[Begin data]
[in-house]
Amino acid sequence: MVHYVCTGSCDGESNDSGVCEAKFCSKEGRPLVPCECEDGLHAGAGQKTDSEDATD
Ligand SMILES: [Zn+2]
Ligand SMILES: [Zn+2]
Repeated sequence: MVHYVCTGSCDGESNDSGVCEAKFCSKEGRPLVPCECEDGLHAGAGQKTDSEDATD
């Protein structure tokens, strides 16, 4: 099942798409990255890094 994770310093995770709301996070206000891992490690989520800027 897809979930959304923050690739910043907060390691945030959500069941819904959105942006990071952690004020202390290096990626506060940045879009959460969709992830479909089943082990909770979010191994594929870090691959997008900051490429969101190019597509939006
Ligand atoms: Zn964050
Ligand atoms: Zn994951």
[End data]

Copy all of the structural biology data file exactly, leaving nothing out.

[in-house]
Amino acid sequence: MVHYVCTGSCDGESNDSGVCEAKFCSKEGRPLVPCECEDGLHAGAGQKTDSEDATD
Ligand SMILES: [Zn+2]
Ligand SMILES: [Zn+2]
Repeated sequence: MVHYVCTGSCDGESNDSGVCEAKFCSKEGRPLVPCECEDGLHAGAGQKTDSEDATD
């Protein structure tokens, strides 16, 4: 099942798409990255890094 994770310093995770709301996070206000891992490690989520800027 897809979930959304923050690739910043907060390691945030959500069941819904959105942006990071952690004020202390290096990626506060940045879009959460969709992830479909089943082990909770979010191994594929870090691959997008900051490429969101190019597509939006
Ligand atoms: Zn964050
Ligand atoms: Zn994951």